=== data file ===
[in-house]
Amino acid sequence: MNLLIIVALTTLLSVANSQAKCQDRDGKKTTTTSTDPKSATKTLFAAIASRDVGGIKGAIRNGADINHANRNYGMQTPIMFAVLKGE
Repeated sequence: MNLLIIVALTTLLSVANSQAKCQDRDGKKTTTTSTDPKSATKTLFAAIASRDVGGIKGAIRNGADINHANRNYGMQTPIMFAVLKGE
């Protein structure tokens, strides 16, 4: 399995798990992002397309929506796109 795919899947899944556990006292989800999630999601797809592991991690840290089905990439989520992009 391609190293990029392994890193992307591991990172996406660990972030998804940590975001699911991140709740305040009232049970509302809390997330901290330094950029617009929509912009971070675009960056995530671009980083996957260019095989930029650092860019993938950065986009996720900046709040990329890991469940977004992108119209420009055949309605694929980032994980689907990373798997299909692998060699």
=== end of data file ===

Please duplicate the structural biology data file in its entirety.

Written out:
[in-house]
Amino acid sequence: MNLLIIVALTTLLSVANSQAKCQDRDGKKTTTTSTDPKSATKTLFAAIASRDVGGIKGAIRNGADINHANRNYGMQTPIMFAVLKGE
Repeated sequence: MNLLIIVALTTLLSVANSQAKCQDRDGKKTTTTSTDPKSATKTLFAAIASRDVGGIKGAIRNGADINHANRNYGMQTPIMFAVLKGE
């Protein structure tokens, strides 16, 4: 399995798990992002397309929506796109 795919899947899944556990006292989800999630999601797809592991991690840290089905990439989520992009 391609190293990029392994890193992307591991990172996406660990972030998804940590975001699911991140709740305040009232049970509302809390997330901290330094950029617009929509912009971070675009960056995530671009980083996957260019095989930029650092860019993938950065986009996720900046709040990329890991469940977004992108119209420009055949309605694929980032994980689907990373798997299909692998060699």